The writer spoke to Love London Love Culture’s Emma Clarendon about Jericho’s Rose, playing at the Hope Theatre from the 16 October 2018.
Hi Lilac, thanks so much for talking to me. Could you tell me a bit more about what Jericho’s Rose is about?
Jericho’s Rose explores the experience of displacement. For the characters in the play, there was a time when their place in the world made sense. They called that place home, and they spoke the language of that place and perhaps even sang the songs of that place. But suddenly it doesn’t feel like home. Losing their sense of belonging is something many people go through. By paralleling experiences across generations and cultures, the play looks at belonging, remembering, and the need for a place of our own.
How did the idea for the play come about?
Lorne Campbell and Rebecca Frecknall from the Northern Stage invited me to be a part of Here’s The News From Over There. This was a nightly sharing at Summerhall in Edinburgh Fringe 2015 which allowed Middle Eastern writers to give an alternative to mainstream news. At the time I had just come back from spending quite a lot time with my grandfather, whose Alzheimer’s was becoming more extreme. He asked me repeatedly “where is home?”My visa was about to expire and although I felt like my home was London, there was no way for me to stay. This was where the play started: our shared sense of displacement and the parallel between where the body and mind resides.
Is there anything in particular that you want audiences to take away from the story?
Developing this project over the last few years, it’s been fascinating and deeply humbling to listen to what people say after various sharings. Whether it’s because they have a loved one (or are themselves) suffering from dementia, or have found themselves questioning their sense of home in the country they live in, it’s great to find people engaging with the diverse themes raised in the piece. The show asks “what happens when we lose the feeling of where home is?” It’s not a rational decision or a logical choice. It’s an experience. If we can’t feel at home any more then what is our identity, and how can we make sense of the world? I would love audiences to be able to walk away engaged with these questions.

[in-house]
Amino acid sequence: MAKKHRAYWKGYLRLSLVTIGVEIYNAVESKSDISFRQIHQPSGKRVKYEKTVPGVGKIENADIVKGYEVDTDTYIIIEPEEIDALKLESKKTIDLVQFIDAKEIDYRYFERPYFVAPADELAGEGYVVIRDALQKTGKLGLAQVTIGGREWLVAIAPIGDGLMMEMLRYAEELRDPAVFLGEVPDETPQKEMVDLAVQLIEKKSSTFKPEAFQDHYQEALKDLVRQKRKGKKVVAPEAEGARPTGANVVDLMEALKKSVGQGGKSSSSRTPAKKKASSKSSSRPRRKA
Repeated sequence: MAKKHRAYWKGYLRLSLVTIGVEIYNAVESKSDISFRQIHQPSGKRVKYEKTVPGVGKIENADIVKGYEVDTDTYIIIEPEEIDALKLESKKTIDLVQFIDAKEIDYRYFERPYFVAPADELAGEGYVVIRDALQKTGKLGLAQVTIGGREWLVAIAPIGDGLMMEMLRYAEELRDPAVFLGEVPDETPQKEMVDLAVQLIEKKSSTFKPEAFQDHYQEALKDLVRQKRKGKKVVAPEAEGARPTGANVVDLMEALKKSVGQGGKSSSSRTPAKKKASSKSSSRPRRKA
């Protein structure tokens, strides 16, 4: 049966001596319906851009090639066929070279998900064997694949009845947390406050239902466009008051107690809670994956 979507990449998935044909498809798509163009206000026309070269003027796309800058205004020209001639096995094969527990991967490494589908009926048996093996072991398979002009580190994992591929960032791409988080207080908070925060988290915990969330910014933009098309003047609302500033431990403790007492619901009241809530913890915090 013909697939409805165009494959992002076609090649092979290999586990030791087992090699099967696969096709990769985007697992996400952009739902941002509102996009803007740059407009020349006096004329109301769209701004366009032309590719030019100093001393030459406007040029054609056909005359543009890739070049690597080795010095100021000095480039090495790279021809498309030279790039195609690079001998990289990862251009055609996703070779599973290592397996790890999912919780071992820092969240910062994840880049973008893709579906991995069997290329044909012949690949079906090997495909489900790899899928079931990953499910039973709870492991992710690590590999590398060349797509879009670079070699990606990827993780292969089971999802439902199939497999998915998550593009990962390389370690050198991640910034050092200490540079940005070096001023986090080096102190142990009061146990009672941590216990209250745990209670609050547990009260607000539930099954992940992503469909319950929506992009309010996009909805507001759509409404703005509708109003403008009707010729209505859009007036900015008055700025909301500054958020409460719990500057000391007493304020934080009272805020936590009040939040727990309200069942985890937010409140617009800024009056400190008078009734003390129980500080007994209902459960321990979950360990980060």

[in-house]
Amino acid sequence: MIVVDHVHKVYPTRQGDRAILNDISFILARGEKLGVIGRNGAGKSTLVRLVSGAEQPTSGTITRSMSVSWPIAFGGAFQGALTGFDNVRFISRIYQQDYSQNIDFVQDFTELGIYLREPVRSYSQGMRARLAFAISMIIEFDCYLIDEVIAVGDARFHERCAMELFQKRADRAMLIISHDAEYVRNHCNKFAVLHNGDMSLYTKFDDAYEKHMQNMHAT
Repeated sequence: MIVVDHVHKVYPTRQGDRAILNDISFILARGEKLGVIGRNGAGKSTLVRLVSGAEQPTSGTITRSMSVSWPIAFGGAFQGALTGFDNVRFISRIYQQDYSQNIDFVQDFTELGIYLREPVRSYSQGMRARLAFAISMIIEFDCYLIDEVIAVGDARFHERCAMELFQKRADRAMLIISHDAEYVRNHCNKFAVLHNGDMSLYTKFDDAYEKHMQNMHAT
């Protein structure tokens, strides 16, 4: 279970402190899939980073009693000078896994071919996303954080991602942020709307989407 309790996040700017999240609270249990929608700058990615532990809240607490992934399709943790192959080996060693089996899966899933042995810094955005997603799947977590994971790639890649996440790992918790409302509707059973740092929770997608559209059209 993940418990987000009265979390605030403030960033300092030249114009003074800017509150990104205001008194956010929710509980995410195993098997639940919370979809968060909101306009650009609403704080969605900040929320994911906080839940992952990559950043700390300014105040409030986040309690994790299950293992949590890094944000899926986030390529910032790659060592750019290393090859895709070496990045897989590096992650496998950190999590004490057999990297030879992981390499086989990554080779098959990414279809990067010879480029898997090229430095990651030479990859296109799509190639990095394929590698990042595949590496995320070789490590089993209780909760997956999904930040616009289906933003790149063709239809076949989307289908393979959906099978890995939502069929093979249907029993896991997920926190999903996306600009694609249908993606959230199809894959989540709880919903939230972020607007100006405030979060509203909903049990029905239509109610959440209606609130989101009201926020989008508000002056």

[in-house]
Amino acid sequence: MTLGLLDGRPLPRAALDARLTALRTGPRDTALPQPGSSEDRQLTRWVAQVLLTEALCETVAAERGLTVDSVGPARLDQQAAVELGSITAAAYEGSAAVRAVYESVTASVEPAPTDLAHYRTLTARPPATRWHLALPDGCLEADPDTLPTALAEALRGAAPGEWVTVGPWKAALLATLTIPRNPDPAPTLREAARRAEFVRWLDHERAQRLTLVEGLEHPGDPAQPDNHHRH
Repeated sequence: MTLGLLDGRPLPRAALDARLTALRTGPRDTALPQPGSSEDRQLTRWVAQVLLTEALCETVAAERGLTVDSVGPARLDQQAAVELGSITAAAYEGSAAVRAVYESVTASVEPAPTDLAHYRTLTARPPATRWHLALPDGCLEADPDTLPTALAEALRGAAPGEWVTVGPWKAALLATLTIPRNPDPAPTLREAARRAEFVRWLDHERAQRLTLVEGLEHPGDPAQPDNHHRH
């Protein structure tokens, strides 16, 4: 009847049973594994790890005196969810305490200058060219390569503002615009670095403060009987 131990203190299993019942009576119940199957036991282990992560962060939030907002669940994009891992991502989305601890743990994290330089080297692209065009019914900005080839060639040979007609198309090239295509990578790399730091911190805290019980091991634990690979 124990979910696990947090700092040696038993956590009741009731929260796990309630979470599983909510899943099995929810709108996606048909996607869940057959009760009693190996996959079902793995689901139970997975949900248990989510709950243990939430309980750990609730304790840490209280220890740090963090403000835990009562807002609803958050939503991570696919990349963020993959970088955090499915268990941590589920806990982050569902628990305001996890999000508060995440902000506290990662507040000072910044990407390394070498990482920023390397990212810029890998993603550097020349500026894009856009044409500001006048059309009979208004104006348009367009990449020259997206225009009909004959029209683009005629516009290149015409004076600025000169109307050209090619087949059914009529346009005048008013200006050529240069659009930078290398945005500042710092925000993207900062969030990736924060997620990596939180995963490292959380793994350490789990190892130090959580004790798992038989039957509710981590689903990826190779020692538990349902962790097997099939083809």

Did you have any challenges writing Jericho’s Rose?
It’s funny you should ask that because this might be the play I have found most challenging to write. It tells the story of a time I felt displaced and lost – not only within the world, but within myself. I was trying to help my grandpa feel protected and accepted while not feeling protected or accepted myself. While the play is not strictly autobiographical, there are a lot of my own truths in it. It’s a privilege to share these but also terrifying. So I suppose the greatest challenge is being willing to share the story and to tell it with fresh eyes. The experiences we go through shape who we are but they are only a part of who we are. By telling our experiences to others, as people and as artists, I believe we can find the closest and fullest way to embrace who we are today.
What can audiences expect from the production? I’ve mentioned what the play is about but it’s also worth touching on how the story is being told. The show includes live music composed by San Elwin, movement choreographed by Annie-Lunnete Deakin-Foster and projections and lighting crafted by Will Monks throughout so I hope this multidisciplinary approach means audiences can expect a joy of discovery. We also had fantastic dramaturgical support from Mike Cole. In rehearsals, we constantly ask how the images in our memories appear to us, and what happens when they blur one into the other? We play and experiment with humour and vulnerability and I hope this, along with our fusion of mediums, will translate into a very exciting and thought provoking experience for the audiences. Plus, we always stay for a post show chat. So feel free to stay and share your thoughts and questions with us. The end of the show is only the beginning of the conversation.
By Emma Clarendon
Jericho’s Rose will play at the Hope Theatre from the 16th October until the 3rd November. For more information visit: http://www.thehopetheatre.com/productions/jerichos-rose/